Selenium, an essential dietary trace mineral, is a critical component of numerous selenoproteins in humans [7880]. Food sources include fish and other seafood, red meat, eggs, chicken, and liver [81]. Wheat germ, brewer’s yeast, grains, and some vegetables may also be good sources, depending on the soil selenium concentration in which these crops were grown, that can vary substantially across different geographic regions [78,81]. Selenoproteins are important components of several antioxidant systems (e.g., glutathione peroxidase) that actively protect against damage from free radicals and reactive oxygen species [79,80]. Experimental studies suggest that these selenium systems may reduce CVD risk via several mechanisms (Table 3) [8289]. For example, antioxidant defenses may reduce vascular and tissue injury resulting from formation of reactive oxygen species due to shear stress, hypoxia, hypertension, hyperlipidemia, and diabetes [82]. Selenium-related systems may also decrease the oxidation of lipids and protect the vascular endothelium from damage due to oxidized LDL cholesterol particles [83,84]. Selenium compounds may also more directly influence myocardial function and response to injury. In animal studies, selenium consumption increases cardiomyocyte glutathione peroxidase activity [8587], improves cardiac recovery from ischemia-reperfusion injury [86], limits ischemia-induced structural alterations of mitochondria and sarcomeres [86], and reduces myocardial infarct size [87]. In diabetic animals, selenium improves cardiac mechanical and electrical dysfunction by restoring the cardiomyocyte glutathione redox cycle and restoring altered potassium currents [88]. Selenium also prevents myocyte structural abnormalities induced by diabetes, such as myofibril loss, reduction in myocyte diameter, and myofilament degeneration [89]. Selenium-intake also markedly reduces the incidence of ischemia-induced ventricular arrhythmias in rats [85].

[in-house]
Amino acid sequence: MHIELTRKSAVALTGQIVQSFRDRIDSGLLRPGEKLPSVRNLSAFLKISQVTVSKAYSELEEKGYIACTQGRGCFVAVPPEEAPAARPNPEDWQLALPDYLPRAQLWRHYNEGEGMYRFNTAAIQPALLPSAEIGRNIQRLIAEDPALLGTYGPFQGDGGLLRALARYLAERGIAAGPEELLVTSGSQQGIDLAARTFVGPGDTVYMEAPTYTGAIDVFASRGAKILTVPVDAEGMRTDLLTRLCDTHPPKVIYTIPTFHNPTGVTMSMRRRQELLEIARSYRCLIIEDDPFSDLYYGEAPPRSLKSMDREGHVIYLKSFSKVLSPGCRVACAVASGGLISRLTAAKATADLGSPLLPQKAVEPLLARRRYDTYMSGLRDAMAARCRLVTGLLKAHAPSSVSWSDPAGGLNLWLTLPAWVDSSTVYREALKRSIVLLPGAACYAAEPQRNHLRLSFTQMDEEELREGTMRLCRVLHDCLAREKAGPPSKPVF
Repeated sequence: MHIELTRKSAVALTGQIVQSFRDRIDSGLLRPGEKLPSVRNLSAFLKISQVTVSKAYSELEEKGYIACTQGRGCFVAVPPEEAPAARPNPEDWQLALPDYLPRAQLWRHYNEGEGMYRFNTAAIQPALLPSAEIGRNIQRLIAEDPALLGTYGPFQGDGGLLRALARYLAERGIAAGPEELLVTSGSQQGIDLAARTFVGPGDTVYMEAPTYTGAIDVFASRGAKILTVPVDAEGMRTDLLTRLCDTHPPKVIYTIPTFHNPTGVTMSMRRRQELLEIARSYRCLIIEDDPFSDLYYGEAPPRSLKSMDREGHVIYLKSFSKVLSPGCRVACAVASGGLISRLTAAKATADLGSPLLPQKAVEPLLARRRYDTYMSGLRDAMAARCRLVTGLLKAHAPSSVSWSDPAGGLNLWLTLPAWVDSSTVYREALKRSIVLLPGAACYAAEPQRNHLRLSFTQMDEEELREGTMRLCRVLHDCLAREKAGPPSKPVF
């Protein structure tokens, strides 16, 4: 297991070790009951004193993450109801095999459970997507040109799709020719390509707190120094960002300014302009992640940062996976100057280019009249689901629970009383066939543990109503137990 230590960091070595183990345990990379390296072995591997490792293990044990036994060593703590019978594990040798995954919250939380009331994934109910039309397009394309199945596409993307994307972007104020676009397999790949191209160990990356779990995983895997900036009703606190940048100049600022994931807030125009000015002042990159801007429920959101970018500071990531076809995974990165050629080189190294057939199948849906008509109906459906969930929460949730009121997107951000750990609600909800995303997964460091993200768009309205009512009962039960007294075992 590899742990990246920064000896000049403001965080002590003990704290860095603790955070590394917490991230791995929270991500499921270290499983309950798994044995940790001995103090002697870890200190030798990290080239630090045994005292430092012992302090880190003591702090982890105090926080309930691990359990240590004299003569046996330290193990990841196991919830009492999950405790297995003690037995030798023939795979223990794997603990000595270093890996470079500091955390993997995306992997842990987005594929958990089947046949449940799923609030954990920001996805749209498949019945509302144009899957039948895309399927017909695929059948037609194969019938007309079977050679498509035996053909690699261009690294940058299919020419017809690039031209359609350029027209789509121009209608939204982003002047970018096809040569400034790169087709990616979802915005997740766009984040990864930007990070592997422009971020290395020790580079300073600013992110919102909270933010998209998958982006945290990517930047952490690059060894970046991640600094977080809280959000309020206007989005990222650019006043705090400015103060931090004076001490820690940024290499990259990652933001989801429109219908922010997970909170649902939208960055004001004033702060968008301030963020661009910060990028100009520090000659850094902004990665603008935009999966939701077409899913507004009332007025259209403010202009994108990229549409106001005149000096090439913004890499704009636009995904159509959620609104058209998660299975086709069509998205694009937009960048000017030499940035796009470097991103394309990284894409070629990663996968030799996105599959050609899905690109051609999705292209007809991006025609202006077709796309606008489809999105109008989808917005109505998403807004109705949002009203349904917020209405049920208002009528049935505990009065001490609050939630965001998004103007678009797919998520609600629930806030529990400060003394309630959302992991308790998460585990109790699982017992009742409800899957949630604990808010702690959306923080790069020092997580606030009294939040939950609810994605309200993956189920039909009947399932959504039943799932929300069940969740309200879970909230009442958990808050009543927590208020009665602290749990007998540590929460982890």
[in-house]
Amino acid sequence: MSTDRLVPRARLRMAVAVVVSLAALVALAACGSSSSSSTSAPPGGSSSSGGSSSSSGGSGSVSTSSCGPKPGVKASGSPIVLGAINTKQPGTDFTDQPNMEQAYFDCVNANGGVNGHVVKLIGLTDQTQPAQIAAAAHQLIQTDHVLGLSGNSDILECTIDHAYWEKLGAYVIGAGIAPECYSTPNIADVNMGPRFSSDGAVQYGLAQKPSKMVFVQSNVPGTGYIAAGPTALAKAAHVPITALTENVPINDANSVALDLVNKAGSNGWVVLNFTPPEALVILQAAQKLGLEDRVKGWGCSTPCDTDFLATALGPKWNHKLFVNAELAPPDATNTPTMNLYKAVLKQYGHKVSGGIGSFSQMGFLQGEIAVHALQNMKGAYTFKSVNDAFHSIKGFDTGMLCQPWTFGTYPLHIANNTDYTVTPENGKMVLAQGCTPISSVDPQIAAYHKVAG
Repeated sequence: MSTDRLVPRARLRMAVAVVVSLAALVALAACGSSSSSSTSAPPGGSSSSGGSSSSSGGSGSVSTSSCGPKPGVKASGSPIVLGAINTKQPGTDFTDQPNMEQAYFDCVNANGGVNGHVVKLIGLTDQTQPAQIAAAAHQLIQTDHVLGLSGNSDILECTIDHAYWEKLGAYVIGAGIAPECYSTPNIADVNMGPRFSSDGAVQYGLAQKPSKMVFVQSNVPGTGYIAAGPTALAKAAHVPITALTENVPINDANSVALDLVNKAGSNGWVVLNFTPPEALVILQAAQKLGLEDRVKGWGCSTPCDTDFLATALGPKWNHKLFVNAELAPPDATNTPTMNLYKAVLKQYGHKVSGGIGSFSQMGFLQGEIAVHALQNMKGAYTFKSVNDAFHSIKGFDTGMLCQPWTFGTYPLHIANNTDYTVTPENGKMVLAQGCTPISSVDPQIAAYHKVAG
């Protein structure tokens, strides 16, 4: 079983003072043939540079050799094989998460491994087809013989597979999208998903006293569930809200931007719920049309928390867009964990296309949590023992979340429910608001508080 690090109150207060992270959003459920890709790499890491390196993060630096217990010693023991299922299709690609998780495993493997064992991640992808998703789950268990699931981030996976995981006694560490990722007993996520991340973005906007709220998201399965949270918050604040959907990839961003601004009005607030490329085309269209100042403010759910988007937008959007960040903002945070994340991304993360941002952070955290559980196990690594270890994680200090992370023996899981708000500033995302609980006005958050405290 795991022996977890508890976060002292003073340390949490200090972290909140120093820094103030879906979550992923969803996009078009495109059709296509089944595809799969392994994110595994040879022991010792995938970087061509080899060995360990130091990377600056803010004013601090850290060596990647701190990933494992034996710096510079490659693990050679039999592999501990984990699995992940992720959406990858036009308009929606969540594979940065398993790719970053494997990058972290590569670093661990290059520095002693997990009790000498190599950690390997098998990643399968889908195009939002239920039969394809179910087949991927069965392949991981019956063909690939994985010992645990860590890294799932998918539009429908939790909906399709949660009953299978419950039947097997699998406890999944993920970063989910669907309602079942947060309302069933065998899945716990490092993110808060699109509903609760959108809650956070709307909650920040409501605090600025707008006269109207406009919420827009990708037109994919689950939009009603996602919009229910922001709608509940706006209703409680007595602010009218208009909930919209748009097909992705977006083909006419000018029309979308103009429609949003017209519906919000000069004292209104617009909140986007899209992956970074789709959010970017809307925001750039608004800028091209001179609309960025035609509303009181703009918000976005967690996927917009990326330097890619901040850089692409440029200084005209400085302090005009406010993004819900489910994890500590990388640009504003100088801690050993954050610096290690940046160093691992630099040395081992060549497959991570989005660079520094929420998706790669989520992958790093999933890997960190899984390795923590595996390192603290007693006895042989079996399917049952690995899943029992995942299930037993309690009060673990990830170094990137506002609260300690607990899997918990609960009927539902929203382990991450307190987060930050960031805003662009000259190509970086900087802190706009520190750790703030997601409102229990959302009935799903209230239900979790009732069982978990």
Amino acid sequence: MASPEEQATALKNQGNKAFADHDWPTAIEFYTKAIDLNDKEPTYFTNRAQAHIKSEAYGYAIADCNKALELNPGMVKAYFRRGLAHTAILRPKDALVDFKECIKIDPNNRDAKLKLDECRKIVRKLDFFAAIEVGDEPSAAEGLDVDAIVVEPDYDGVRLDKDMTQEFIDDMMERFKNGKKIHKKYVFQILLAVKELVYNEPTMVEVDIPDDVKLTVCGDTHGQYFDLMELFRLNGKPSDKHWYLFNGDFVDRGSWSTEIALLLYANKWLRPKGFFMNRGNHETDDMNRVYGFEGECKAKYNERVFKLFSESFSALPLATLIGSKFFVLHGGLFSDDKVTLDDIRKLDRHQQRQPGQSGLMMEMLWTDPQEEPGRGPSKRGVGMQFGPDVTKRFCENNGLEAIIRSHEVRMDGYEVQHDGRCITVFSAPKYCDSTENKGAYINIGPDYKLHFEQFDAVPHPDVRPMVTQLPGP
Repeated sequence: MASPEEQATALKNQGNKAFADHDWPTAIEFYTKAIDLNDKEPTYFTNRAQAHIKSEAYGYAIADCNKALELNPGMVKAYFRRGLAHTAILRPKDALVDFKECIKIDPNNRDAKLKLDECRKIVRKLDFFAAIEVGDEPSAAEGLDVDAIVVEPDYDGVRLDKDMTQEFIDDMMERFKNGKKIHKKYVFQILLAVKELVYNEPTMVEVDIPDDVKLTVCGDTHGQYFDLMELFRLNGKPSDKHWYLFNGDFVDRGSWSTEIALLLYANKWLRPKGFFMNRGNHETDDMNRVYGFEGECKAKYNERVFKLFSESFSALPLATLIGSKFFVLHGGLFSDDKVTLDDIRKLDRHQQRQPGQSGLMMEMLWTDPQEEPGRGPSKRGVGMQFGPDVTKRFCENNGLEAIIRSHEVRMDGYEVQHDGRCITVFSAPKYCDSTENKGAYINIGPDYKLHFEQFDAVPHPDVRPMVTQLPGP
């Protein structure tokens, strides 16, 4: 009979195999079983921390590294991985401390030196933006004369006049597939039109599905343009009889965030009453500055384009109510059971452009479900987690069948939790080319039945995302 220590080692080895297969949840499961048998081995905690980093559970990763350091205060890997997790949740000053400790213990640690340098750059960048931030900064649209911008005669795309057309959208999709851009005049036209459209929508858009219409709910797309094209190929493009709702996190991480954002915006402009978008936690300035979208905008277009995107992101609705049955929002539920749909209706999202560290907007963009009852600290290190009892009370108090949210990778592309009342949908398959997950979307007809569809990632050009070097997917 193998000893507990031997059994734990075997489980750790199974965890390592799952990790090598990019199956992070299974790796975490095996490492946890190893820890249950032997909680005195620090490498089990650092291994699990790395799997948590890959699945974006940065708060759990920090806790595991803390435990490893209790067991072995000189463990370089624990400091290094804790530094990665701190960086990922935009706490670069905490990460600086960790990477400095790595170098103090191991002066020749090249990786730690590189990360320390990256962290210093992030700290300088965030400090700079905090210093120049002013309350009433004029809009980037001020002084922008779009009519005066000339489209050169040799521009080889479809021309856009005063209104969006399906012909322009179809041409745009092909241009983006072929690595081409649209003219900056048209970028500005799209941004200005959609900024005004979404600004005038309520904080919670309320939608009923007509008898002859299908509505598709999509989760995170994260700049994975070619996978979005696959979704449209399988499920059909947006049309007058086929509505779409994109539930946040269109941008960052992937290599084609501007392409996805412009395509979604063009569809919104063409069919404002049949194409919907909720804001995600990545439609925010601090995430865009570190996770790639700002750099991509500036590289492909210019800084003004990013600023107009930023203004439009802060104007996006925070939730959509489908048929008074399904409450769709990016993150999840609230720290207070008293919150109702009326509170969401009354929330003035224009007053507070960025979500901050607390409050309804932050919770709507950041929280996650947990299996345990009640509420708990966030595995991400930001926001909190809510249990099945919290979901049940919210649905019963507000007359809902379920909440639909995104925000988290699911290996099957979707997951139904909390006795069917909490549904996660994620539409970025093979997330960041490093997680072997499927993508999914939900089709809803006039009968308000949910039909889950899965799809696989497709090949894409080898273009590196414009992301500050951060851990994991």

Table 3.
Experimentally-observed effects of selenium which may reduce CVD risk.

As for n-3 PUFA and mercury, these experimental effects on intermediate risk factors require confirmation in studies of actual disease endpoints in humans. Variability of selenium content of foods from different regions renders selenium consumption difficult to estimate from dietary questionnaires, and thus measured biomarkers are optimal to allow valid and reproducible assessment of selenium intake. Selenium levels in blood or toenails provide reasonable ranking of differences in selenium consumption in a population [90]. For example, toenail selenium levels are higher with greater dietary selenium intake, assess average consumption over the prior 6 to 12 months, and are reproducible over time (r = 0.48 for toenail samples obtained six years apart) [42,90]. Toenail selenium levels are also higher among selenium supplement users, correlate in a dose-response fashion with supplement dose, and are consistent with the geographic distribution of selenium in forage crops [91].

Several studies have evaluated the relationship between selenium status and CVD endpoints, with inconsistent results. These studies have varied widely in terms of population studied, assessment of selenium exposure (e.g., blood, toenail, supplements), outcomes examined (e.g., CHD mortality, acute MI, combined CVD endpoints), and study size (ranging from 6 to 683 cases) [92]. In a prospective study among generally healthy U.S. men, no significant association was present between toenail selenium levels and total CHD events during five years follow-up (comparing extreme quintiles of selenium, the multivariate-adjusted RR was 0.86, 95% CI = 0.55–1.32, p trend = 0.75), but higher selenium levels were associated with a trend toward lower risk of nonfatal heart attacks (RR = 0.54, 95% CI = 0.31–0.93; p trend = 0.07) [93]. Retrospective case-control studies have generally seen stronger inverse associations between selenium levels and CVD risk than prospective studies that would be less susceptible to control selection bias. In addition to selection bias, possible limitations of some of these individual studies include low statistical power due to few numbers of events, or evaluation of combined endpoints, e.g., including elective coronary revascularization procedures as outcomes. A meta-analysis of 25 observational studies that measured blood or toenail selenium concentrations and six randomized trials that evaluated selenium supplements demonstrated a pooled relative risk for CHD of 0.43 (95% CI = 0.29–0.66) in case-control studies and 0.85 (95% CI = 0.74–0.99) in cohort studies, comparing the highest with the lowest selenium concentration categories, and 0.89 (95% CI = 0.68–1.17) in randomized trials, comparing supplement users to nonusers [92]. The effect of selenium consumption on CVD risk may also be modified by duration of consumption, smoking, alcohol use, or antioxidant vitamin intake, the influences of which were not evaluated in most prior studies. Thus, while animal-experiments suggest that selenium may protect against CVD, an American Heart Association Science Advisory in 1999 concluded that “little information is available on the preventive effects of [selenium] in human populations [94].”